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Python Workflow Library built on the AWS SWF service

Project description

pyflow

A Python workflow framework based on the AWS Simple Workflow Service.

Summary

Pyflow is a Python library which supports defining distributed asynchronous workflow applications using ordinary procedural python code. It is implemented using SWF. Workflow components can can be implemented as AWS Lambda functions, or activity functions implemented in Python, Ruby or Java which run on any computing resource capable of connecting to SWF.

Pyflow is heavily inspired by the AWS Flow Framework for Java and Flow Framework for Ruby, but makes no attempt to be compatible with either of those frameworks.

Programming Model

This page gives a good overview of the concepts used in a pyflow application: AWS Flow Framework Basic Concepts. It's about Java Flow but the concepts are the same for pyflow. The diagram on that page doesn't mention Lambda functions, but if they were added to the diagram, the Lambda service would be another activity worker, with Lambda functions being the activity methods.

Implementing a Workflow

To implement a workflow, you subclass the pyflow.Workflow class, and implement the run method to define the workflow's behavior.

import pyflow

class MyWorkflow(pyflow.Workflow):
    NAME = 'MyWorkflow'
    VERSION = '1.0'
    
    some_func = pyflow.LambdaDescriptor('some_lambda_func')
    other_func = pyflow.LambdaDescriptor('other_lambda_func')
    
    def run(self, input_arg):
       if input_arg == 'bad_input':
           raise pyflow.WorkflowFailedException('BAD_INPUT', 'Received bad input')
           
       future1 = self.some_func(input_arg)
       
       x = future1.result() + 2
       
       future2 = self.other_func(x)
       
       return future2.result()

The input_arg argument to the run method is an arbitrary value that can be passed to the workflow when invoking it. The workflow instance has an swf attribute, which is a WorkflowInvocationHelper object that provides the interface for invoking remote tasks and retrieving information about the workflow execution context.

The example above demonstrates invoking lambda functions. You first define a class attribute for each lambda function you want to invoke, and then use it like a method inside the run method. There are similar descriptor classes for invoking SWF activities, and other SWF workflows. These methods are asynchronous. They immediately return a Future object, which can be used to retrieve the result of the invocation when it is done. Calling the result() method on a future "blocks" until the result is ready. If the invocation succeeded, its result will be returned. If the invocation failed, the result method will raise an InvocationException.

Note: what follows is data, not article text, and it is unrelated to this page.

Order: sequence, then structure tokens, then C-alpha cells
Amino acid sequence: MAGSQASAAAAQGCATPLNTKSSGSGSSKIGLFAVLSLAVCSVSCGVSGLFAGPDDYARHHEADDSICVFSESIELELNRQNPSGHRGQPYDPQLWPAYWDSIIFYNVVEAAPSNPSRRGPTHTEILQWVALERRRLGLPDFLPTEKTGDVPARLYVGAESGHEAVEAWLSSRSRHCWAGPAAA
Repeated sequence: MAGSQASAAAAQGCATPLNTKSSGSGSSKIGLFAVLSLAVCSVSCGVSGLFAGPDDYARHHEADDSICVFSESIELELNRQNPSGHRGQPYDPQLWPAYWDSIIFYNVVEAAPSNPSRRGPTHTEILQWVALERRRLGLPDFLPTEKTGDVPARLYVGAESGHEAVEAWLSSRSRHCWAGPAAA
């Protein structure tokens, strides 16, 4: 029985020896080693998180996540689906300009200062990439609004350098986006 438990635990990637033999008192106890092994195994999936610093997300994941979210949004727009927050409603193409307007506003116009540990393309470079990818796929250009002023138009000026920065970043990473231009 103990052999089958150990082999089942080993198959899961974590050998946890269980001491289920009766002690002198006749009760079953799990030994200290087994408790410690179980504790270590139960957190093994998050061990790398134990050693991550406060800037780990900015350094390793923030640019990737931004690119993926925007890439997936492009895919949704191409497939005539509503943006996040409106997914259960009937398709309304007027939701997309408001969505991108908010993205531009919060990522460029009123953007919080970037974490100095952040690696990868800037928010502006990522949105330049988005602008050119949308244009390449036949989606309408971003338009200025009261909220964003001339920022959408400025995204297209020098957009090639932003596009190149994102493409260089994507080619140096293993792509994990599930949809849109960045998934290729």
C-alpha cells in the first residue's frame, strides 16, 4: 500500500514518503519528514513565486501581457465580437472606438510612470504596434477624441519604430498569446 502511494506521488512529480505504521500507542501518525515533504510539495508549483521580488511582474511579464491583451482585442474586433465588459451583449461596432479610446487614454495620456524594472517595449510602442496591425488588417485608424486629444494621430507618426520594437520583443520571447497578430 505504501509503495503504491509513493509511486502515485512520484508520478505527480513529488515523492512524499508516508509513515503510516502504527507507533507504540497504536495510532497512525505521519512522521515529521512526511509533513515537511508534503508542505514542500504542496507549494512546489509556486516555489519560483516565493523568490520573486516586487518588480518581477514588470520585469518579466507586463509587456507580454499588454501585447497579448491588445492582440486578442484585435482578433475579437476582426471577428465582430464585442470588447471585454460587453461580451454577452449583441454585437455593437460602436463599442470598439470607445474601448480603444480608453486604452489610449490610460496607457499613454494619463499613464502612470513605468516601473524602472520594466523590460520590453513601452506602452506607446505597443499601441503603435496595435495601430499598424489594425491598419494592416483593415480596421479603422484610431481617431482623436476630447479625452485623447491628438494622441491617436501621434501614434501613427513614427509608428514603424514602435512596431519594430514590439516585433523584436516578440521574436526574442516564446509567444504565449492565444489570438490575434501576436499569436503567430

Blocking methods such as Future.result() don't actually block the python process, but rather allow control to transfer back to the Workflow Worker process so it can process other SWF events. I'll explain later in this document how the context switching is implemented, as well as some rules you need to follow in your workflow implementation code as a result of this implementation.

The code above also demonstrates how to signal a workflow failure. Raise the WorkflowFailedException with two arguments. The first is a short reason string, and the second is a longer details string.

Executing a Workflow

To execute a worklow you need to do two things. First you need to start a Workflow Worker process, which will manage the execution of one or more workflow definitions, and then you need to tell SWF to invoke a workflow. Here is how to create a workflow worker with SWF.

domain = 'SWFSampleDomain'
task_list = 'my-workflow-tasklist'


# Will poll indefinitely for events
pyflow.poll_for_executions([MyWorkflow], domain=domain, task_list=task_list,
    identity='My Workflow Worker')

Executing the above will first ensure that the workflow type is registered with SWF, and then enter an endless loop waiting to receive events from the SWF service and executing workflow instances.

Optionally, a max_time parameter can be passed to poll_for_executions to make it only perform max_time seconds before returning. The workflow runner is stateless; execution state of workflow instances is maintained by the SWF service. This means it's possible to have poll_for_executions process several events, then exit the python process and start it again with the same arguments, and have it pick up workflow executions where it left off.

To actually start a workflow instance, you can run code like this:

domain = 'SWFSampleDomain'
task_list = 'my-workflow-tasklist'
workflow_name = 'MyWorkflow'
workflow_version = '1.0'
lambda_role='arn:aws:iam::528461152743:role/swf-lambda'

workflow_id = pyflow.start_workflow(
    domain=domain,
    workflow_name=workflow_name,
    workflow_version=workflow_version,
    task_list=task_list,
    lambda_role=lambda_role,
    input='"Hello"')

print "Workflow started with workflow_id {}".format(workflow_id)

Or using the AWS CLI:

aws swf start-workflow-execution --domain SWFSampleDomain \
    --workflow-id my-unique-workflow-id \
    --workflow-type name=MyWorkflow,version=1.0 \
    --task-list name=string-transformer-decider \
    --lambda-role arn:aws:iam::528461152743:role/swf-lambda \
    --input '"Hello"'

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